I"m still a little skeptical that we have enough functionality in the site to really draw the attention and gain the critical mass necessary to get a site like this to run…Anyhow, we'll talk about it once I get everything else done.
So what happened to change Mark's tune about HarvardConnection? Was he so swamped with work that he was unable to finish the project?  Or, as the HarvardConnection founders have alleged, was he stalling the development of HarvardConnection so that he could build a competing site and launch it first?

Our investigation suggests the latter.

As a part of the lawsuit against Facebook and Mark Zuckerberg, the above emails from Mark have been public for years. What has never been revealed publicly is what Mark was telling his friends, parents, and closest confidants at the same time.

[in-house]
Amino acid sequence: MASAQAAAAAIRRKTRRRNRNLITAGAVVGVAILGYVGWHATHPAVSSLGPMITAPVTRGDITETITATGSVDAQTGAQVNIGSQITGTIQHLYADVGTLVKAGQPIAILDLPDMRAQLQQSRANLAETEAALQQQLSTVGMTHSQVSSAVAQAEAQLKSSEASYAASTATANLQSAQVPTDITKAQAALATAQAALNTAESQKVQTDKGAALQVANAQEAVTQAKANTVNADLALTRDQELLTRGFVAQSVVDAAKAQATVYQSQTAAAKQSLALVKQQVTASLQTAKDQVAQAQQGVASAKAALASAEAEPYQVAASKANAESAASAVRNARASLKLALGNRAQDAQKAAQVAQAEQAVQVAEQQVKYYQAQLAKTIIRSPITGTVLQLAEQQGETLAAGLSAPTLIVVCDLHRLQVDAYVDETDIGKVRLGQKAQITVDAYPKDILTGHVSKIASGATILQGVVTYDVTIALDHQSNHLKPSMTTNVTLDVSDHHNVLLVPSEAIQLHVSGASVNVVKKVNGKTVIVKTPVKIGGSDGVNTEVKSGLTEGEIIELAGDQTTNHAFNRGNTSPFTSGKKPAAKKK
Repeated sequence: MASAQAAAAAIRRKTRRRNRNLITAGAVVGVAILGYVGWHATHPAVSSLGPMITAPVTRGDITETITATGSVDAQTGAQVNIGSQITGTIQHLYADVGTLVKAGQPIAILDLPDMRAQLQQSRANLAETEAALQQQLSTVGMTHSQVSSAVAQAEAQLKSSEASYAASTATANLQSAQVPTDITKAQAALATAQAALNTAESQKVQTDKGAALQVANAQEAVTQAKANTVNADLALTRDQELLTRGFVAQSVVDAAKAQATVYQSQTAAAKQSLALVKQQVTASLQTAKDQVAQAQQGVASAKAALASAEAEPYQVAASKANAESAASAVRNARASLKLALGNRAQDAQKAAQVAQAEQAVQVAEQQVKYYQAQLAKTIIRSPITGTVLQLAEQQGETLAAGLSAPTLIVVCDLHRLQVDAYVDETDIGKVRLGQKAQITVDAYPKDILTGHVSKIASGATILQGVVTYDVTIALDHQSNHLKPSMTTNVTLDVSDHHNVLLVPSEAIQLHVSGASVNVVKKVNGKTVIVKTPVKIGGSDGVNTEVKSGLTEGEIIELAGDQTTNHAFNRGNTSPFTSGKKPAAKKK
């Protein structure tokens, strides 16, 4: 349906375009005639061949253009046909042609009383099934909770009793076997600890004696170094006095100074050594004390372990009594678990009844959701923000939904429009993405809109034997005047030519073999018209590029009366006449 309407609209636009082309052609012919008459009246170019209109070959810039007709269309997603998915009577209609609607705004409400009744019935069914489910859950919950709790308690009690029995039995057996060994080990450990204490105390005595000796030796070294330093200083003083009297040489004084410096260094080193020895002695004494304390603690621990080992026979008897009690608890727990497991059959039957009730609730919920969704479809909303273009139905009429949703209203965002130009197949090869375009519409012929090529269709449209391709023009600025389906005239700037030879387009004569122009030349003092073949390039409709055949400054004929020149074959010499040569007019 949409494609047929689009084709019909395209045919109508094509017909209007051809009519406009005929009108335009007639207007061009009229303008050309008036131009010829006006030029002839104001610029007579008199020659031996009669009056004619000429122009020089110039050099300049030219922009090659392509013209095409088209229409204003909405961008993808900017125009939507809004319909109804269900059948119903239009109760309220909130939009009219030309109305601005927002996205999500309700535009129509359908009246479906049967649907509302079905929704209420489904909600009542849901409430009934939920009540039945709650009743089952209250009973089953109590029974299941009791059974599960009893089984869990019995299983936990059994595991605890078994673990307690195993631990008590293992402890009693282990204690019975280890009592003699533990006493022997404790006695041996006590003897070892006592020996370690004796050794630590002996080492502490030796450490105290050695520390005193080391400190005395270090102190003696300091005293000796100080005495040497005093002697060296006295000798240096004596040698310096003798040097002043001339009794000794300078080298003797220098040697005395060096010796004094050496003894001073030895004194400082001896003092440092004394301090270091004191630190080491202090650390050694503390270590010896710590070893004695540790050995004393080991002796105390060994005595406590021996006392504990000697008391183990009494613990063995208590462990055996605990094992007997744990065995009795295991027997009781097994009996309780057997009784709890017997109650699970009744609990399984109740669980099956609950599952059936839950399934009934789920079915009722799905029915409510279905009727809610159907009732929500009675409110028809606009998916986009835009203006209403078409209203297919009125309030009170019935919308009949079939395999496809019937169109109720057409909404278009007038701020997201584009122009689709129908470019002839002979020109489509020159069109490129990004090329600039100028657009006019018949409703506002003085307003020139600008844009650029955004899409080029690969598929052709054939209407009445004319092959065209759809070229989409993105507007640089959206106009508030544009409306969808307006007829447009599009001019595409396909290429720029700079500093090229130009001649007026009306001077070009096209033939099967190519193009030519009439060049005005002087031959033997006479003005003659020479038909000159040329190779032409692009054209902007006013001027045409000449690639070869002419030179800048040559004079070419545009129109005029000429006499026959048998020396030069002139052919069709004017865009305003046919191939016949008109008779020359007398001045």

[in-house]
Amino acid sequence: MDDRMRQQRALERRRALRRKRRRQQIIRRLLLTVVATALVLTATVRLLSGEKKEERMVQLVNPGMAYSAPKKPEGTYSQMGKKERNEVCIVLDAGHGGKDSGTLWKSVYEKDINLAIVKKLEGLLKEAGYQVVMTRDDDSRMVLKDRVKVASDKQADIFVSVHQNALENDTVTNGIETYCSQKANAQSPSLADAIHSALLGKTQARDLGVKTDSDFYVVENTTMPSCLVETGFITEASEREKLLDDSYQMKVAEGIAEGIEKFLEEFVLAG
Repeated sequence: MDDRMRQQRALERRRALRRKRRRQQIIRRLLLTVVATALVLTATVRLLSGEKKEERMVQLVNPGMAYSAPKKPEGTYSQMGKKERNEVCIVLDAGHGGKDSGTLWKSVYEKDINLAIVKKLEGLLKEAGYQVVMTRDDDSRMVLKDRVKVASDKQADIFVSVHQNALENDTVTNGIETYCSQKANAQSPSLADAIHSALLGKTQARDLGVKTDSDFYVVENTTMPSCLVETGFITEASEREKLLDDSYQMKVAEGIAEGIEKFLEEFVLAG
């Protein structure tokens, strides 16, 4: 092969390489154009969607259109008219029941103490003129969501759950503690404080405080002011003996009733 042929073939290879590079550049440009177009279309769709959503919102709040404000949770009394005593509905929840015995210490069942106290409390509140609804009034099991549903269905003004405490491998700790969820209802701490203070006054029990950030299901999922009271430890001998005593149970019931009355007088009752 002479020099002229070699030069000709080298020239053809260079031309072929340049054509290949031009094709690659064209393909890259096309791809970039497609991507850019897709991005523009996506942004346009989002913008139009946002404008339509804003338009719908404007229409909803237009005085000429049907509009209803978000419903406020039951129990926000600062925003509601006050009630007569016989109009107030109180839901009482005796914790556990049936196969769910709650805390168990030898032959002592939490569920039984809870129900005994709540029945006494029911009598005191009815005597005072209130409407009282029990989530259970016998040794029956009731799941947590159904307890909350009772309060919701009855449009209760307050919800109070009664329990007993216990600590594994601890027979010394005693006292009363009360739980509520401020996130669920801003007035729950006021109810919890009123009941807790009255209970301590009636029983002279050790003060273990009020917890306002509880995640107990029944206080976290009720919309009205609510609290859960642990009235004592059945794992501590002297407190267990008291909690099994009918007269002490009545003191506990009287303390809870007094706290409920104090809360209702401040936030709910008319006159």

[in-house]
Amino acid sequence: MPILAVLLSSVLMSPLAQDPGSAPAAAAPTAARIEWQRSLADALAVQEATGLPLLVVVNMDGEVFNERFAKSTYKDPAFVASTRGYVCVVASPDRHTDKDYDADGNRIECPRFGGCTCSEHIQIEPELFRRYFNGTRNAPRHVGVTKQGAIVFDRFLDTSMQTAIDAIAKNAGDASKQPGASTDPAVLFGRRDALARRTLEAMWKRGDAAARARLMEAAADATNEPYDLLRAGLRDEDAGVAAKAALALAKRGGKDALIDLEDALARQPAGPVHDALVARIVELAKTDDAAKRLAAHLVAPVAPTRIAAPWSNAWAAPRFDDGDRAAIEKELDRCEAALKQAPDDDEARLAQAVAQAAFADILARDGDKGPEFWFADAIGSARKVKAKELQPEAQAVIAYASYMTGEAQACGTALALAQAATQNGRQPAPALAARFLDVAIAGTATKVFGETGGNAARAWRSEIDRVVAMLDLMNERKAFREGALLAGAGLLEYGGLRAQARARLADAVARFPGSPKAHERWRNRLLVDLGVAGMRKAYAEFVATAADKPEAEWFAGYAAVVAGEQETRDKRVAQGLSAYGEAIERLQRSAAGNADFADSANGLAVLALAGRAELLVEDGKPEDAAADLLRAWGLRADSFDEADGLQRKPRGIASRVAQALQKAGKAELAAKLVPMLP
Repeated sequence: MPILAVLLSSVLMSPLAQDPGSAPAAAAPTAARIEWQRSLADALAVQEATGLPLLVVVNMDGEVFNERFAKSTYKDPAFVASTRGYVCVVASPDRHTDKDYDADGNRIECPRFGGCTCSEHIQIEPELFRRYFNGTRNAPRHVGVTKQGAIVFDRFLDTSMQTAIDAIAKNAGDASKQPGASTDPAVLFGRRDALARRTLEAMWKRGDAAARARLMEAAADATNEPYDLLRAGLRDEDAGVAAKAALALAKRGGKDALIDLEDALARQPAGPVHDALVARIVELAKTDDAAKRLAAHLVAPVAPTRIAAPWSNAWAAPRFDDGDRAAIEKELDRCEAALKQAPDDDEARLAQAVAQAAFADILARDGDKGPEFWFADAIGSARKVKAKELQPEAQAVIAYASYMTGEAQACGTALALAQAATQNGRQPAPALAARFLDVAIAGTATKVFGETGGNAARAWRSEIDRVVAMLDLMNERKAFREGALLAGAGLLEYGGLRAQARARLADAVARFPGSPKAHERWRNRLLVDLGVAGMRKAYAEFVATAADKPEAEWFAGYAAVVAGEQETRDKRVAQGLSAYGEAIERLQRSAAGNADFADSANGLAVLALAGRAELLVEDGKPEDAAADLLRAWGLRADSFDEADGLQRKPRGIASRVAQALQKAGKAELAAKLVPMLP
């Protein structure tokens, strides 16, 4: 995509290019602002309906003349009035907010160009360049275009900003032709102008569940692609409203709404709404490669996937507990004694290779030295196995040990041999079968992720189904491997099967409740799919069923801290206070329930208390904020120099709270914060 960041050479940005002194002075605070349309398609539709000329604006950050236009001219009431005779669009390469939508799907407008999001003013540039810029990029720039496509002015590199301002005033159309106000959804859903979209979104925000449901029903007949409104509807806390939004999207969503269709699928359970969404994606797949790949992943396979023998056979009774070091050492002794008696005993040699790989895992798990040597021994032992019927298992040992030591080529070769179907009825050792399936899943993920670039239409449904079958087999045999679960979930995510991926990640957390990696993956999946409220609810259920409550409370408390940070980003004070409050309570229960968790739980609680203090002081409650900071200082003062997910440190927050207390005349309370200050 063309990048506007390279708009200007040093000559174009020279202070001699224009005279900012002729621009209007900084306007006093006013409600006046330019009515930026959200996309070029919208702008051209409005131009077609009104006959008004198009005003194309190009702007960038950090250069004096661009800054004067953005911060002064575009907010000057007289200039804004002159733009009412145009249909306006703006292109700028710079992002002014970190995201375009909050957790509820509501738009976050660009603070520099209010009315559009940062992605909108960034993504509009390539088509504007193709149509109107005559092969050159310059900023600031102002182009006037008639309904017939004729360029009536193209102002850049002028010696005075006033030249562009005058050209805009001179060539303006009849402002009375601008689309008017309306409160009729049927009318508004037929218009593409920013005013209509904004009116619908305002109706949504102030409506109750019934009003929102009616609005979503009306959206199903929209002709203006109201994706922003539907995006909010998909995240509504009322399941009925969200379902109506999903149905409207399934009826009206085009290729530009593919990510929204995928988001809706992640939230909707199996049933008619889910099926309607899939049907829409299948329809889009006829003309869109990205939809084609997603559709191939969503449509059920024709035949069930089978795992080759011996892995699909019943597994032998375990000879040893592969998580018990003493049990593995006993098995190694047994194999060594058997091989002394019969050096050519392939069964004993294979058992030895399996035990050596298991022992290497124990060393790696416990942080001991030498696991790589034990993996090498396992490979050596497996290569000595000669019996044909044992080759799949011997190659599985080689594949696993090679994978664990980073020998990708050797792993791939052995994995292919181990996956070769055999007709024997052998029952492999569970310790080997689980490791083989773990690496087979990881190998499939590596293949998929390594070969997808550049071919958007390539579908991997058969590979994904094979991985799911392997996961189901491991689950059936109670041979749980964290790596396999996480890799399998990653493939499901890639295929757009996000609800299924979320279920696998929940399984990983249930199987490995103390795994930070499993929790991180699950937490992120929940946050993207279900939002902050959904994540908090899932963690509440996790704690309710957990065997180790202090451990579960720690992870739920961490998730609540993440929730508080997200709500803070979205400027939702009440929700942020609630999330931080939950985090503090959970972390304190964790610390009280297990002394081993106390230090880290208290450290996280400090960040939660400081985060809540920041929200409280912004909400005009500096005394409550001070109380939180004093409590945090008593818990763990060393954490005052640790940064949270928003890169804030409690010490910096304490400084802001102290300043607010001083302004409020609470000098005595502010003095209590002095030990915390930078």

Let's start with a December 7th (IM) exchange Mark Zuckerberg had with his Harvard classmate and Facebook cofounder, Eduardo Saverin.

Former PayPal CEO Peter Thiel gets a lot of credit for being the first investor in Facebook, because he led the first formal Facebook round in September of 2004 with a $500,000 investment at a $5 million valuation. But the real "first investor" claim to fame should actually belong to a Harvard classmate of Mark Zuckerberg's named Eduardo Saverin.

To picture Eduardo, what you need to know is that he was the kid at Harvard who would wear a suit to class. He liked to give people the impression that he was rich -- and maybe somehow connected to the Brazilian mafia. At one point, in an IM exchange, Mark told a friend that Eduardo -- "head of the investment society" -- was rich because "apparently insider trading isn't illegal in Brazil."

Eduardo Saverin wasn't directly involved with Facebook for long: During the summer of 2004, when Mark moved to Palo Alto to work on Facebook full time, Eduardo took a high-paying internship at Lehman Brothers in New York. While Mark was still at Harvard, however, Eduardo appears to have bankrolled Facebook's earliest capital expenses, thus becoming its initial investor.